National Forklift Safety DayJune 10, 2019
Forklifts offer a wide range of advantages to workers whose job involves lifting and moving heavy objects. For example, they can maneuver in relatively narrow areas, they can reach items that are on elevated locations, and they are much safer than the ropes, cables, and pulleys that were used before forklifts became available. However, if employees are not properly trained on how to safely operate a forklift, or other workers in the vicinity are not paying attention, the machine can cause serious and fatal injuries. National Forklift Safety Day takes place on June 11 and reminds employers to make safety a priority and provide the necessary training for employees who will be operating a forklift.
Hosted by the Industrial Truck Association, the event provides attendees with the opportunity to come to Washington, D.C. and interact with other industry leaders, representatives, and senators to discuss a range of safety issues and policy concerns that impact the industry. Speakers will include government officials, safety experts, and industry representatives who will discuss the importance of effective training programs. According to the Occupational Safety and Health Administration (OSHA), performance scores improve by 61 percent after completing the forklift operator training.
Top Forklift Hazards
The following are examples of common hazards associated with forklifts. By raising awareness of these hazards, workers can take the necessary steps to avoid them.
- Maneuvering: Forklifts have rear-ended steering, which gives them a tight turn radius for the front of the machine. The back-end swings wide. Employees who are working in the vicinity of a forklift should maintain a safe distance from the machine, particularly when it is turning.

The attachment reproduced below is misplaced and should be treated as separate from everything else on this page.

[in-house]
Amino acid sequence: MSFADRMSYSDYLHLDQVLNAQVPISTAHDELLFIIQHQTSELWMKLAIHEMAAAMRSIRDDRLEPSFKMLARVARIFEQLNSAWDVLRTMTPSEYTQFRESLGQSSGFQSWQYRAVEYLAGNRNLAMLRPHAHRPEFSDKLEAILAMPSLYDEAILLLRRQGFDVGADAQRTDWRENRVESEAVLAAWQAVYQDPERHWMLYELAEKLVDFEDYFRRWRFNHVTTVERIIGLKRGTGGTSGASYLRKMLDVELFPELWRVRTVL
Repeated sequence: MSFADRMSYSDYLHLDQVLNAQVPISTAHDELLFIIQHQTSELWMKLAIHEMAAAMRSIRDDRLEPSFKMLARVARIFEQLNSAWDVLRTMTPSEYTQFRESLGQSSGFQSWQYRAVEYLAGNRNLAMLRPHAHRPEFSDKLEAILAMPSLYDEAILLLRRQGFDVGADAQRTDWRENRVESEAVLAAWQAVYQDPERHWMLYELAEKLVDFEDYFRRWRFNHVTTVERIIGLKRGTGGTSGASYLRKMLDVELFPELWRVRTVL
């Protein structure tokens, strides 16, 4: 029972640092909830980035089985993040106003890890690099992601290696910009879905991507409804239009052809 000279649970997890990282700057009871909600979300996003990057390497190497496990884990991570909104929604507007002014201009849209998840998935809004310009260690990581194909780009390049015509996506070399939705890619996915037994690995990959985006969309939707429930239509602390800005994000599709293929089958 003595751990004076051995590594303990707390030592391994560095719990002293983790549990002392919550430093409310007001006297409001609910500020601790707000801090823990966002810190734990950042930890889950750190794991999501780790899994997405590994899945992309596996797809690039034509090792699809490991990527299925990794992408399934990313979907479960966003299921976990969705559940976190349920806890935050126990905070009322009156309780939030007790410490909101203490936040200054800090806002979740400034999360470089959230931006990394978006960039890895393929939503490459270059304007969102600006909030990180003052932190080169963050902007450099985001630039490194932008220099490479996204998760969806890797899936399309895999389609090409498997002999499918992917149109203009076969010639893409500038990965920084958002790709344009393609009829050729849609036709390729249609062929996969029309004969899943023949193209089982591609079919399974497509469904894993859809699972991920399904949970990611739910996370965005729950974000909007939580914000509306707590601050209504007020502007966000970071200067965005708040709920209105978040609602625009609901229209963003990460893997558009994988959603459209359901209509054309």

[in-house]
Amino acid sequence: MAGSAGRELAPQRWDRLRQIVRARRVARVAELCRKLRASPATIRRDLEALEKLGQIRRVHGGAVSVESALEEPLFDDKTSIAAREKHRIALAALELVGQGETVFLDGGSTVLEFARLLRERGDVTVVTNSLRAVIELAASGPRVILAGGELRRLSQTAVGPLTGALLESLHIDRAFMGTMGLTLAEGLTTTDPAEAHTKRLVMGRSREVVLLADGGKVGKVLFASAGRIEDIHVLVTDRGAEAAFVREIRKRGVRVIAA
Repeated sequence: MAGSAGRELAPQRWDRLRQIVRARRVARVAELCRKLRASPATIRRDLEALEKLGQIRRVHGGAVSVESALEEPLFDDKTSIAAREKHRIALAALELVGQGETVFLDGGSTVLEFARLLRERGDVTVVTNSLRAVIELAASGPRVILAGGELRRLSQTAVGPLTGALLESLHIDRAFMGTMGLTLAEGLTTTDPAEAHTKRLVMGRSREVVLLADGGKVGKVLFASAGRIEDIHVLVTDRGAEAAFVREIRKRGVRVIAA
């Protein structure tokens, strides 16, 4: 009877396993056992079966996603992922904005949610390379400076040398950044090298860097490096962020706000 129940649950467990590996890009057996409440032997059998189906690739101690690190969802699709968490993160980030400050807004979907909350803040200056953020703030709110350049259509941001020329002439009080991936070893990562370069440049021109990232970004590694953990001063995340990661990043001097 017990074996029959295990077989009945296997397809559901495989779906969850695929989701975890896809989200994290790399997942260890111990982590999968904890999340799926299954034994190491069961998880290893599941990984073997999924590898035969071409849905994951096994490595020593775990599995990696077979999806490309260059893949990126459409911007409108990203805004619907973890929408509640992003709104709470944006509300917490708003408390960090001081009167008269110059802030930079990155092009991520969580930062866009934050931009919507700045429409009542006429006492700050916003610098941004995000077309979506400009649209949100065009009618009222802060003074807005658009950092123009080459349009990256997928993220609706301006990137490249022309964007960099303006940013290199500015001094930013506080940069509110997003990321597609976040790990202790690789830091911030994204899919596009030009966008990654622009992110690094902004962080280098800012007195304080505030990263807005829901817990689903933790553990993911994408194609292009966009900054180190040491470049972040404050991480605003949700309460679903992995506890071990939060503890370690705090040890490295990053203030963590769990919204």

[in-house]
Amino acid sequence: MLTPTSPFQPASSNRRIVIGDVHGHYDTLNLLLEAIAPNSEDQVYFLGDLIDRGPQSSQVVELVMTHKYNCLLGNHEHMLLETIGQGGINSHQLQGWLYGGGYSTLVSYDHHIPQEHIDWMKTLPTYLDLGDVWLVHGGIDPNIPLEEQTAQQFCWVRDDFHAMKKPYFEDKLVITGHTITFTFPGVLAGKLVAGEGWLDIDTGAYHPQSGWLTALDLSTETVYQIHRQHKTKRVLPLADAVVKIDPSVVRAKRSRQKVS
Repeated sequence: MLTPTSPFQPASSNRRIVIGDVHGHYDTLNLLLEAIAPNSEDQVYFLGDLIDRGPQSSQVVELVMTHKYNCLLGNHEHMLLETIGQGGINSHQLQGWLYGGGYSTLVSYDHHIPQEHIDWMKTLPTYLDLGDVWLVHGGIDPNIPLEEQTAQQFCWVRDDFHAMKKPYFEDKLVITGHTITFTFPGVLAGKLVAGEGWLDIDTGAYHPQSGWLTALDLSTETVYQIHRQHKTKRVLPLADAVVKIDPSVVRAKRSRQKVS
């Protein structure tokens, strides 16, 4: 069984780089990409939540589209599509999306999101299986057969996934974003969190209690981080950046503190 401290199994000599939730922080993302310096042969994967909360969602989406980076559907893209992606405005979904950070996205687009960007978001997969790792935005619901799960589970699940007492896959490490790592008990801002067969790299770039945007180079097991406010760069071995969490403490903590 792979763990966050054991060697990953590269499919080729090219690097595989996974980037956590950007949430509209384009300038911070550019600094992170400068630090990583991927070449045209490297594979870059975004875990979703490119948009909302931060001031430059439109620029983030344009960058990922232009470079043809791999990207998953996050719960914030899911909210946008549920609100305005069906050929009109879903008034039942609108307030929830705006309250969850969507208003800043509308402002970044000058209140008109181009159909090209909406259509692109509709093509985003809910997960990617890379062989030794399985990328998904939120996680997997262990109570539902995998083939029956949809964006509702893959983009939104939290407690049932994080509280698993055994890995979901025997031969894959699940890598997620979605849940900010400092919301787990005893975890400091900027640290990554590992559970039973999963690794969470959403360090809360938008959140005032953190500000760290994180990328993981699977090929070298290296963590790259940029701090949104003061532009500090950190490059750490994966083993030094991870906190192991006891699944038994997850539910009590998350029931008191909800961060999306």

- Blind Spots: If the load on the forklift is large, it can create blind spots for the operator. Therefore, when the forklift is in reverse, the operator may not see other workers or pedestrians who are in the driver’s blind spot.
- Load Stability: If the load is unbalanced or too heavy, it can become unstable and fall. In addition, if the operator is driving too fast, or the floor or roadway is wet or oily, the forklift can skid or tip over, causing the load to fall.
- Fueling: Diesel, propane, and hydrogen gas generated by battery recharging operations can all cause serious fire hazards. Workers should never smoke when refueling or recharging a forklift.
- Speed: Like any other vehicle, forklift operators must obey speed limits and other rules of the road. A slow-moving forklift can do as much damage as a car driving at 15 miles per hour, particularly if the machine is carrying a heavy load.
Baltimore Workers’ Compensation Lawyers at LeViness, Tolzman & Hamilton Represent Victims of Forklift Accidents
If you were seriously injured in a forklift accident while on the job, you are urged to contact the Baltimore Workers’ Compensation lawyers at LeViness, Tolzman & Hamilton as soon as possible. Our experienced and dedicated legal team will walk you through the claims process and ensure that you receive the maximum financial benefits you are entitled. To schedule a free, confidential consultation, call us today at 844-556-4LAW (4529) or contact us online. Located in Baltimore, we serve clients throughout Maryland.